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  1. 3 points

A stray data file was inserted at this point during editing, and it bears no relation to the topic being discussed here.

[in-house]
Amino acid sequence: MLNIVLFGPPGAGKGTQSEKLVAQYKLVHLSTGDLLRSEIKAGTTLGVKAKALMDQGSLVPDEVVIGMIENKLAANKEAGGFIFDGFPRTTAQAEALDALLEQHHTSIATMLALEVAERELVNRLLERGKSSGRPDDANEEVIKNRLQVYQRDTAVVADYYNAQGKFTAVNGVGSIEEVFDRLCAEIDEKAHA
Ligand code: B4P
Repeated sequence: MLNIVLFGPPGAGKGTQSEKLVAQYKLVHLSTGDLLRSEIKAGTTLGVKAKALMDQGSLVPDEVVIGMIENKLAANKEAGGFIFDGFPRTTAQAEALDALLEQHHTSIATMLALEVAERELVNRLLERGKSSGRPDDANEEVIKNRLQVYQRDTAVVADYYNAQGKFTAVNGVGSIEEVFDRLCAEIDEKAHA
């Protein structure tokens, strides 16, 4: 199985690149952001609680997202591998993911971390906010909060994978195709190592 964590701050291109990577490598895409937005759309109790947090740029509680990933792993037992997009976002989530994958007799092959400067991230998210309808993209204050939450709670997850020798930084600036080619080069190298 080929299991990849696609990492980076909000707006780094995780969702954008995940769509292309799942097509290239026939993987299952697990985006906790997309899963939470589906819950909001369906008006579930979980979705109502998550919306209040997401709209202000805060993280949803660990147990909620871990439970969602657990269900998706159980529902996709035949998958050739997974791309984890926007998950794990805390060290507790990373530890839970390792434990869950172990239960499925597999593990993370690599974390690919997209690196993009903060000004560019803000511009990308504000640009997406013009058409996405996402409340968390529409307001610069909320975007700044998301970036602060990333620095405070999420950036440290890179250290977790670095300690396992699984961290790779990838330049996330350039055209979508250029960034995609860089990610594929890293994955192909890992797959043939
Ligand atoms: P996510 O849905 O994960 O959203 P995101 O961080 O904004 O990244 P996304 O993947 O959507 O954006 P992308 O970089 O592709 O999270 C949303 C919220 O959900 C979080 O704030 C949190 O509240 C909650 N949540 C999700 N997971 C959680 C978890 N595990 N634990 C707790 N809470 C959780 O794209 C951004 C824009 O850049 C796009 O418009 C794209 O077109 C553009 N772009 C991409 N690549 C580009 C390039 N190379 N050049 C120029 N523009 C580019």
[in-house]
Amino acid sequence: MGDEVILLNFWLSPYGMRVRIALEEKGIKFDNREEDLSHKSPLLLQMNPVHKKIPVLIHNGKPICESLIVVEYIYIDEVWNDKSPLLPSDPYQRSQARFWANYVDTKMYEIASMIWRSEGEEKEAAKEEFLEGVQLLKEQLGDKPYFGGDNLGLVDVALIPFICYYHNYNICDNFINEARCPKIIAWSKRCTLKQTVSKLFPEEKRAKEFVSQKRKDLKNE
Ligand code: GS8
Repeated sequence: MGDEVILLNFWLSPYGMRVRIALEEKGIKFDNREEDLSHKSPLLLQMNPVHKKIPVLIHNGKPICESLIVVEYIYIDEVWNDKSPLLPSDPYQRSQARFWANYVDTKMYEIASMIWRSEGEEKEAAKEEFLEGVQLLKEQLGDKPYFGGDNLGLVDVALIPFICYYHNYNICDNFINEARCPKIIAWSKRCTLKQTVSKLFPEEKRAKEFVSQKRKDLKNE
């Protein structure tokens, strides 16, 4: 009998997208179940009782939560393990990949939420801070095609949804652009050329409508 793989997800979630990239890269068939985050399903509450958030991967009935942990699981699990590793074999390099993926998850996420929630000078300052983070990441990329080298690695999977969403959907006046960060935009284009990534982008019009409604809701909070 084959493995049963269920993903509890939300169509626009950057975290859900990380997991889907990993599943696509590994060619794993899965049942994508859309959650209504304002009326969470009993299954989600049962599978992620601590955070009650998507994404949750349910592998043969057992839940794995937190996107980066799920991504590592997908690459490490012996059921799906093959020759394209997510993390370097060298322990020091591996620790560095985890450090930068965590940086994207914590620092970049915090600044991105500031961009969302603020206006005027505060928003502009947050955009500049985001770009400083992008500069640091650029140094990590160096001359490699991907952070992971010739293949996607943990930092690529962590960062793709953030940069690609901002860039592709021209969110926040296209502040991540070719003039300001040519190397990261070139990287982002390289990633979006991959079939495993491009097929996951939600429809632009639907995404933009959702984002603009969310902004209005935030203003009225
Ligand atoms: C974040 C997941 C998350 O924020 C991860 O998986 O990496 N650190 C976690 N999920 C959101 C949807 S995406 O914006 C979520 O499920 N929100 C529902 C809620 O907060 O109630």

Mistakes were made and Destino got his hands on a press pass! I am reporting from within the wonderfully climate controlled, and entirely dry, press box. Who says the fan experience at FedEx field isn’t great? Not me (not today). I am joined by Spaceman Spiff, who has managed to wrap himself and all his treasured equipment in plastic and is currently out on the field rolling around in the muck. Stop me if you’ve heard this before: There are reasons to feel good about the defense, the passing game has started slow, and the running game is unreliable. There are differences, but in general we find ourselves entering week three on familiar ground, asking a familiar question. Is this team any good? (and maybe adding a quick “please please let them be good” under our breath.) Are the Redskins as good as the team that beat the Cardinals or as bad as the team that got shut down by that stunning Colts defense? Have the wide receivers introduced themselves to Alex Smith? Has Peterson informed Jay that running towards the sideline isn’t his style? Can we beat an injured Aaron Rodgers in the rain? We’ll find out together. (Time for some more free food!) The Redskins declared the following players as inactive: No. 17 WR Michael Floyd No. 30 S Troy Apke No. 32 RB Samaje Perine No. 39 CB Adonis Alexander No. 74 T Geron Christian No. 77 G Shawn Lauvao No. 99 DL Caleb Brantley The Packers declared the following players as inactive: No. 8 QB Tim Boyle No. 19 WR Equanimeous St. Brown No. 20 CB Kevin King No. 22 RB Darius Jackson No. 27 S Josh Jones No. 70 T/G Alex Light No. 82 WR J’Mon Moore Diet Pepsi fueled update #1 A quarter into this one and FedEx field is magical place where dreams can come true. Alex Smith and his stable of receivers have been dominant. The Packers, having failed to stop them within the rules turned to pass interference, but the results were the same. Touchdowns. Sweet sweet touchdowns. Aaron Rodgers and the Packers offense took the quarter off. Good for them, they deserve a break. Personal notes: B Mitch is now sitting in front of me. Close enough that I could bop him on the head if I were so inclined. Probably a bad idea. Watching the game in the press box feels a little like watching a football game while at work. We’re all watching a game, but without any of the noise you'd normally associate with that. Professionals. Every single one of us. A lot of ugly cheese hats behind the end zone. Free chocolate cake powered update #2 Those of you hoping for a shut out are disappointed, and some fans in the forums are no doubt finding reasons to frown with a mouth full of ice cream. Reasonable fans should be thrilled. The Redskins defense managed to keep the the Packers quiet but the Pack were able to stretch their legs a bit. Against Rodgers one blown coverage is all it takes for him to make a 64-yard touchdown pass look like pitch and catch. I get the impression that they’ll look much more capable in the second half. Alex Smith gave up an interception but the Redskins offense continued to produce big plays and finish drives. Peterson broke off a 41-yard run and Davis caught a 50 yard pass. Most importantly the drives continued to end with touchdowns and not the field goals that doomed the Redskins in the home opener. They'll need to continue to play well in the second half. Rodgers will not go gently into the night. Personal Notes: I chose the Vikings in survivor league. Coffee coffee coffee! Update #3 Alex Smith and the offense took the 3rd quarter off, completing one pass for zero yards, scoring no points, and managing just a single first down. Momentum has definitely swung towards the Packers who held the ball 10 minutes and scored the quarter's only points (7). That said, the damage on the scoreboard wasn’t nearly as bad as it could have been. I worry that the Redskins may have taken their foot off the gas a bit too early in this one. Wouldn’t be the first time Gruden went conservative too early in the second half when his team held a lead. Time to find out just how good this defense can be. Personal Note: That familiar dread is slowly creeping its way in. If you've been a Washington Sports fan for long enough, you know what I'm talking about. T-shirt toss has no place in a world with t-shirt cannons. End of game. “It feels good man, especially after a rough week” - Josh Norman. Final thoughts on today's game have to start with the defense. They deserve the lions share of the credit considering how the second half played out. The unit surrendered 17 points to Aaron Rodgers (and the Packers) and through three games have allowed just 14.7ppg. That’s a significant improvement over the 24.3ppg they averaged by the end of last season. They’re healthy again and it shows. The Packers also dropped some passes. It had to be said. I said it. We can move on. Peterson and the rushing offense had a bounce back performance. This fills me with happiness for some reason. There is just something about the Redskins featuring a power running game that feels right. If there is a cloud in the silver lining, it’s the offenses disappearing act in the second half. Alex Smith and the passing game followed up a brilliant first half of football with a second half stat line that is almost unbelievable: 2/5 passing for 6 yards. Three first downs and three points for the offense in the second half. Only explanation for this is that Jay Gruden decided to turtle early. Today, it worked. We won, and it feels good.